The two girls are younger and not quite so confident as Magick, but even so they let me pet them after I scattered a little feed on the ground at my feet.
This one is Cerridwen:
And this one is Circe:
As you can see, we aren't the only ones who are excited about the pigs:
The dog and the cats are a bit unnerved, but for some reason, the sheep are simply awestruck. It was hilarious to see all the sheep come streaming over to the fence, with such amazed expressions on their faces. They have no idea what the pigs are, but they loved them instantly!
For more information about the pedigrees of our pigs, click here.
If all goes well, we hope to have our first piglets available for sale by November 2010. Contact me for more information!
The first lambs of the year were born yesterday. Nobody who played the Guess A Lamb game got it exactly right, but a few people were pretty darn close!
Rowena lambed in the early evening yesterday, a BIG white boy, and a teeny-tiny moorit badger girl. The boy weighed almost 11 lbs. and the girl weighed almost 4 lbs. I've never had such a huge size difference in a pair of twins before, but her small size probably saved the girl's life, because she was a breech birth.
Often, when a lamb is born breech, their umbilical cord gets pinched while they are in the birth canal, which triggers them to try to start breathing while their noses are still in the amniotic fluid. They often end up dying of pneumonia due to the fluid in their lungs.
But this girl was so much tinier than her huge brother, she didn't get squeezed at all, as far as I can tell. I still need to keep an eye on her to make sure she's getting enough to eat (it's hard competing with a sibling who's nearly three times your size!), but so far it looks like both lambs are going to be okay.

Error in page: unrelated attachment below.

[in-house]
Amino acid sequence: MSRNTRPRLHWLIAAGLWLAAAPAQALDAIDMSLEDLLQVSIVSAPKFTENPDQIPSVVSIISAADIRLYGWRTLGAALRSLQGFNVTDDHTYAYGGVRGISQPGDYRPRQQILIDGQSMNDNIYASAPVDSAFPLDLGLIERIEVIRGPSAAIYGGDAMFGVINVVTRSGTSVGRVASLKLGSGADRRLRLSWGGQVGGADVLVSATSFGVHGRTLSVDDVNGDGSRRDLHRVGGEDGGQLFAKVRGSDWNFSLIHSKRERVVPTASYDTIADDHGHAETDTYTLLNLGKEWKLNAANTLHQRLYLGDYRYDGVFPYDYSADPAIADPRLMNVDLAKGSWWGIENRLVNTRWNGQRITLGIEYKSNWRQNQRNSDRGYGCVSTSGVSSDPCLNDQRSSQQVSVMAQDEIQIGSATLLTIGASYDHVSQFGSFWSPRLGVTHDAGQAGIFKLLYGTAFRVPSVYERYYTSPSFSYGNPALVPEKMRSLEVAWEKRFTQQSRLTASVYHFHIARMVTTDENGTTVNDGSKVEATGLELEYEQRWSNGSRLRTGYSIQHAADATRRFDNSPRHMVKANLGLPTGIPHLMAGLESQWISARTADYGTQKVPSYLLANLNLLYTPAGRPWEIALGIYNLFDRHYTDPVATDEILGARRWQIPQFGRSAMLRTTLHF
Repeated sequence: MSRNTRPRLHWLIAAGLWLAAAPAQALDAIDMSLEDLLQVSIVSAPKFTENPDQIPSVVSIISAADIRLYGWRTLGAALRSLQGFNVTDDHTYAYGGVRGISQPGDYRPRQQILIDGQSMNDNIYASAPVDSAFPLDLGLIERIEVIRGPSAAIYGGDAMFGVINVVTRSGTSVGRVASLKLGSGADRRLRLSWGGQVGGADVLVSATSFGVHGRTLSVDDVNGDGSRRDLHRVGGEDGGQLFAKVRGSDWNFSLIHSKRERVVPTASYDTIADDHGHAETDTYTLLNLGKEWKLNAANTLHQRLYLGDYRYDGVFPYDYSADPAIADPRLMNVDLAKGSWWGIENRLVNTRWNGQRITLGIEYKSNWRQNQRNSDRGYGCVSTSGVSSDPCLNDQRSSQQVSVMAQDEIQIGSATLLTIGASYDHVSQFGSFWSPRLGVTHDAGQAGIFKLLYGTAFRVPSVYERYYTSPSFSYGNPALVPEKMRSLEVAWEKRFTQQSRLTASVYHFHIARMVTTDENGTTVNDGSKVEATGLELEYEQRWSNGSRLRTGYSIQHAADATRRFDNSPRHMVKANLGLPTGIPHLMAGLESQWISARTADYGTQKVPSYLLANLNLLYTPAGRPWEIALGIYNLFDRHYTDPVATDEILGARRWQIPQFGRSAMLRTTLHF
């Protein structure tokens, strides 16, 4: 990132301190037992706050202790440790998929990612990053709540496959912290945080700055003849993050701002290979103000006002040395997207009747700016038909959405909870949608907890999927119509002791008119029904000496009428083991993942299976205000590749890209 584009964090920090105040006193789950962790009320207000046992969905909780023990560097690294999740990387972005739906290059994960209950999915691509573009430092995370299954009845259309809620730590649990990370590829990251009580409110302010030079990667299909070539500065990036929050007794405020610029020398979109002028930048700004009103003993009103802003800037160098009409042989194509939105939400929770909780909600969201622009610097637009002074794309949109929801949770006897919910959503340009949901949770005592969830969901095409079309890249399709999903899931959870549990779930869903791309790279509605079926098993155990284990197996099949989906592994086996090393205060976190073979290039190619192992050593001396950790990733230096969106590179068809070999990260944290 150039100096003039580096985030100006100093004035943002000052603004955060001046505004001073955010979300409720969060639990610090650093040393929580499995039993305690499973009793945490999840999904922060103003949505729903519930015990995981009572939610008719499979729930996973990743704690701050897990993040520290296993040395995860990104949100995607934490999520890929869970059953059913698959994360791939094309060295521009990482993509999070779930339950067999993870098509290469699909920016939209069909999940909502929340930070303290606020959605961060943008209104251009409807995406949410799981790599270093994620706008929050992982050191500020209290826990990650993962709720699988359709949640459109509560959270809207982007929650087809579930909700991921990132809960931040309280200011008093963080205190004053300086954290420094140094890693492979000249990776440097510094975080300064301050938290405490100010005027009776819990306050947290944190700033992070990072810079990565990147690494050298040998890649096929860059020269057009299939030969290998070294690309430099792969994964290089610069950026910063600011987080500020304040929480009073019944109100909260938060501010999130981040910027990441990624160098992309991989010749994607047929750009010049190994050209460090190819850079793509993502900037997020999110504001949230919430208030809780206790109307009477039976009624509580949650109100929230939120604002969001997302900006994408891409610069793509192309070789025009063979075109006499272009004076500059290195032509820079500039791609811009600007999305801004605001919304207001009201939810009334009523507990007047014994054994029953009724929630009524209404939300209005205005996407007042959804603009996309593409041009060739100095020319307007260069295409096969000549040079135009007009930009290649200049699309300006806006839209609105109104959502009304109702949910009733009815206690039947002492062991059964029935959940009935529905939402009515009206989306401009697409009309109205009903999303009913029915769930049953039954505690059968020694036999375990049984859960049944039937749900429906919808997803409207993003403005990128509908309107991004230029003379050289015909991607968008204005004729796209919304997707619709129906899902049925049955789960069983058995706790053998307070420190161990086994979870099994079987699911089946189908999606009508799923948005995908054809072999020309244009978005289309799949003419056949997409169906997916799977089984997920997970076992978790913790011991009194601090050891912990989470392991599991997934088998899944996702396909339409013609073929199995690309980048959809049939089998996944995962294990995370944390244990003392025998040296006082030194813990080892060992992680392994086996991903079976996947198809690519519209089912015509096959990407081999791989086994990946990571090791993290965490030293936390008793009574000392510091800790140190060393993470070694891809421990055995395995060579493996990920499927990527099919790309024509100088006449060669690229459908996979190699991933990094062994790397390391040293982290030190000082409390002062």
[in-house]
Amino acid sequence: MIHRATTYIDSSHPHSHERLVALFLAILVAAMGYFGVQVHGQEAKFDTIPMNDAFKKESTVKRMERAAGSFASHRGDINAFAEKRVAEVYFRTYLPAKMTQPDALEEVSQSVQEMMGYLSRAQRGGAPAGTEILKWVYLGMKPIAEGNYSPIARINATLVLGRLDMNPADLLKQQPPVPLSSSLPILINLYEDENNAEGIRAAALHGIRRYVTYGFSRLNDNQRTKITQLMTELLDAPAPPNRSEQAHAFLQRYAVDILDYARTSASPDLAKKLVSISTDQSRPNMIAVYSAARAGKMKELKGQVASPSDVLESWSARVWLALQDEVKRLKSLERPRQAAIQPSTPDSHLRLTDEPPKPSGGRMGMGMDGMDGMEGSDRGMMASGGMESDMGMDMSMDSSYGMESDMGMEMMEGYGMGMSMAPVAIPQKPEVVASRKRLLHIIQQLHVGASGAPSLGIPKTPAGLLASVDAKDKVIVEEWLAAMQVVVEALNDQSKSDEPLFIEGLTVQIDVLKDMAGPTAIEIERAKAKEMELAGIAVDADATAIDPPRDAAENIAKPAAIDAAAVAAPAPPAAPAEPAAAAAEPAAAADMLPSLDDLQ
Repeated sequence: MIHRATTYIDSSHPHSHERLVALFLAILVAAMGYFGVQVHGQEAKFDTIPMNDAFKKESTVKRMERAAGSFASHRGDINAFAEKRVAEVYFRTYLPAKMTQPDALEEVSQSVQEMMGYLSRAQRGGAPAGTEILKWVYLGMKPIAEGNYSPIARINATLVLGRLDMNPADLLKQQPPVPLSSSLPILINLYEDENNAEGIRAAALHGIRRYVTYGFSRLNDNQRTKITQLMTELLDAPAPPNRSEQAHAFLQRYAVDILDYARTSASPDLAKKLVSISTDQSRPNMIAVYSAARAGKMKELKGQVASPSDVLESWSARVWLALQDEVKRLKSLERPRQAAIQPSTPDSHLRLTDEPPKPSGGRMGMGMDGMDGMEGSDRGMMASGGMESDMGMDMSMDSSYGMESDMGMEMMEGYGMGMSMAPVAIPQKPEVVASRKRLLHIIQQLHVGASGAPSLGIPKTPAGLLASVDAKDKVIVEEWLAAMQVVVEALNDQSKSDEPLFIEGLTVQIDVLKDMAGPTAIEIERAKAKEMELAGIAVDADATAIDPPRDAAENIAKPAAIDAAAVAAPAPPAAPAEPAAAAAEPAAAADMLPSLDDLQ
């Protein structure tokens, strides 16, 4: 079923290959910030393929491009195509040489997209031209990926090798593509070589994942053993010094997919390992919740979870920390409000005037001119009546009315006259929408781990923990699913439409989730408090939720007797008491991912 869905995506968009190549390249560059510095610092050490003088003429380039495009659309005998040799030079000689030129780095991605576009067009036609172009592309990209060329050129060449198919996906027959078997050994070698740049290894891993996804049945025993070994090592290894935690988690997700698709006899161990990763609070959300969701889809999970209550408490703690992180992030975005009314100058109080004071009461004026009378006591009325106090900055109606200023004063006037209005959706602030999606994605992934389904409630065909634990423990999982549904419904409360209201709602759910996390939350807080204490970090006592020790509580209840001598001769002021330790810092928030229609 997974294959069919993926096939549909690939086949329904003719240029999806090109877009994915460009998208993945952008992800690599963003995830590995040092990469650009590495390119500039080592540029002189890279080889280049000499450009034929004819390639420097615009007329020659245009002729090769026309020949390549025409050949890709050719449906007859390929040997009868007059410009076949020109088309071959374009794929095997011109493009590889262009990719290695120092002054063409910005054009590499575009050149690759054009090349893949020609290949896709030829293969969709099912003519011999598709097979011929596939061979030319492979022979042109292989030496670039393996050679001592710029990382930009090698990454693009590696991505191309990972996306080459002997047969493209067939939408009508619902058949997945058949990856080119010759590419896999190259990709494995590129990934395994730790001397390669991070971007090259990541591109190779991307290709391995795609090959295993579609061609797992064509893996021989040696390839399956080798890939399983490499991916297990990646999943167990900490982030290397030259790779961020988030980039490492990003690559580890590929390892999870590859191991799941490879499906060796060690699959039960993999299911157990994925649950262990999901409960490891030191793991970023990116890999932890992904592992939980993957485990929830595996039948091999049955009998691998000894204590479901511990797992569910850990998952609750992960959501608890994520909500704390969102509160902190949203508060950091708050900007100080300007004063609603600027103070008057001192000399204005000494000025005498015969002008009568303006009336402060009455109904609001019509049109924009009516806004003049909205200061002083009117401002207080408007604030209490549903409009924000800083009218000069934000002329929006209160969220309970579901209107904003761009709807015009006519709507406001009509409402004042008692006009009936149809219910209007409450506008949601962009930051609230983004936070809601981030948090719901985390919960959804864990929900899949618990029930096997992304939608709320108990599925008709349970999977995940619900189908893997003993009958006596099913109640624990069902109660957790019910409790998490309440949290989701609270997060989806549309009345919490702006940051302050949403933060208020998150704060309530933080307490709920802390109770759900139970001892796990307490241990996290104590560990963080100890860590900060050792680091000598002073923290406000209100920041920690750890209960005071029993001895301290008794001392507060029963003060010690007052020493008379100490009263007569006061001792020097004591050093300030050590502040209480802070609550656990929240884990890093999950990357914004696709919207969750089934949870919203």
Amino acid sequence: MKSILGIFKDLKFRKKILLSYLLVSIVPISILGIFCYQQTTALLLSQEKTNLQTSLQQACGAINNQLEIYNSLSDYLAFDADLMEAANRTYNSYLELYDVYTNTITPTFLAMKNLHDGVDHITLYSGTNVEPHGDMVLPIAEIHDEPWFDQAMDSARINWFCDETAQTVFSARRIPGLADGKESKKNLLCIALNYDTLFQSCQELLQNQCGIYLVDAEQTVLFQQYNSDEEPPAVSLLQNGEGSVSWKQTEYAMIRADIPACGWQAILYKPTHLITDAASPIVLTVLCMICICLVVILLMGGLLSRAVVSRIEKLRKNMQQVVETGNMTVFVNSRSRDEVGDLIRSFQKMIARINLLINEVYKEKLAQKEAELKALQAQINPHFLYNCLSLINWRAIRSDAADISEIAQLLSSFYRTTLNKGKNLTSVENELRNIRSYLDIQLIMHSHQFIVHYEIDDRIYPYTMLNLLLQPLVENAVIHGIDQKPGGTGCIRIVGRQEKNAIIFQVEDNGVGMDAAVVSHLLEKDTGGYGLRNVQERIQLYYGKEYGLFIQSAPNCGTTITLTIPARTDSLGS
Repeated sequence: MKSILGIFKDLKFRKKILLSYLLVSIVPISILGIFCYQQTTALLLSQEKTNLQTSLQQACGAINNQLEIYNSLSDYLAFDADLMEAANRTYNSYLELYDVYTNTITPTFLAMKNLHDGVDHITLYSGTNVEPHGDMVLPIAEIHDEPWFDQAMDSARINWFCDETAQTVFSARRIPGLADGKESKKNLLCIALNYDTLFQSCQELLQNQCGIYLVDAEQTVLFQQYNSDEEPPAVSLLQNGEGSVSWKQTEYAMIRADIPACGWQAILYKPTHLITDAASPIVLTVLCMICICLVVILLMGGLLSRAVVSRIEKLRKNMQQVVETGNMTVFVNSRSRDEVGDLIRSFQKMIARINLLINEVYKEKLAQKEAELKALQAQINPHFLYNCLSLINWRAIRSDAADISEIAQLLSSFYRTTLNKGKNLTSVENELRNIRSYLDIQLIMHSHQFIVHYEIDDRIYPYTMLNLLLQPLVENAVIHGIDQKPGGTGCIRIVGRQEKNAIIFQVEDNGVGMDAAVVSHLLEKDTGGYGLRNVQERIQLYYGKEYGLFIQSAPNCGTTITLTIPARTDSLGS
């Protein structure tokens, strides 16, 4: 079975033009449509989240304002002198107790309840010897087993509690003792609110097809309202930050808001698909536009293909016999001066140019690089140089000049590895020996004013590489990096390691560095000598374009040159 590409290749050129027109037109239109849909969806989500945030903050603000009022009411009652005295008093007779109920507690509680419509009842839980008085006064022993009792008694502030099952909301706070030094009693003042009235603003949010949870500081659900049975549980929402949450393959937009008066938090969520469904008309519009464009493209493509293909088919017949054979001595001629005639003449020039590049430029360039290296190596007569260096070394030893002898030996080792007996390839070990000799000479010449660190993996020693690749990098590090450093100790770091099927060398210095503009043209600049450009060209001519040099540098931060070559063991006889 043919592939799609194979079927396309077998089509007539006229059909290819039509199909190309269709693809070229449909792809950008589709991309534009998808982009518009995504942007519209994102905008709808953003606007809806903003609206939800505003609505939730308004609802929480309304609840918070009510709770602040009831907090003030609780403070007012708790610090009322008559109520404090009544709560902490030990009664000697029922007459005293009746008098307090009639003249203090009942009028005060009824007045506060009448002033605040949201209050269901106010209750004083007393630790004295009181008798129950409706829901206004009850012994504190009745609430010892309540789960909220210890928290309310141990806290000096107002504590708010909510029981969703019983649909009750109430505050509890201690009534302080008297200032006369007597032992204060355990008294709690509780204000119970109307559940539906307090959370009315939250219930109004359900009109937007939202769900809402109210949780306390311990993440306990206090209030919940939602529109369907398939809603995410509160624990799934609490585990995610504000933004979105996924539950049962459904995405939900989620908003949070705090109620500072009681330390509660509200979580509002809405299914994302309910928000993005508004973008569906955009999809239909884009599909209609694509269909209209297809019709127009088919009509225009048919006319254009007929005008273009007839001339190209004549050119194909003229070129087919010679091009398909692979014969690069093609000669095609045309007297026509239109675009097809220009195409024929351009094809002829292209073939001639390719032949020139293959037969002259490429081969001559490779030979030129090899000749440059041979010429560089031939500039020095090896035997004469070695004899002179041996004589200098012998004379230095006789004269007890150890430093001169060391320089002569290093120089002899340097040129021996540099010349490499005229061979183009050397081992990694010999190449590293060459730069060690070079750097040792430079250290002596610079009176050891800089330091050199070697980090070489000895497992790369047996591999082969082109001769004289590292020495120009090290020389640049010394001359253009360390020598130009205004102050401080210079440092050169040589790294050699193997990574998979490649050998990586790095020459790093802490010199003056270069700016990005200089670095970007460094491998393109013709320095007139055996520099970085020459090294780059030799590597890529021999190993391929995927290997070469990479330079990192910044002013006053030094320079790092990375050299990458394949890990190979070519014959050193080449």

And now, for the results of the first round of the Name That Lamb contest!
The white boy lamb's name is Xaq (pronounced "Zack"). The name was submitted by my friend Stephen Pappas. Thanks Steve!
The girl lamb's name is Xoco. This name was submitted by Robin of MommyMommyLand and by Catherine Sanchez, a fellow Icelandic sheep breeder, of Applegrass Farm in Maine. According to Catherine, the name is pronounced SHO-koh, and is an Aztec word meaning "little sister." I figured this tiny lamb is probably the littlest sister we're going to have this year, so the name fits!
Each spring, novice shepherds everywhere wait anxiously for their first lambs to be born. They wonder whether they'll need to help the laboring ewe or save the weak lamb. They worry about whether they'll do it right. And they worry about whether they'll have all the supplies on hand that they need.
At some point, every one of them asks, "What's in your lambing kit?"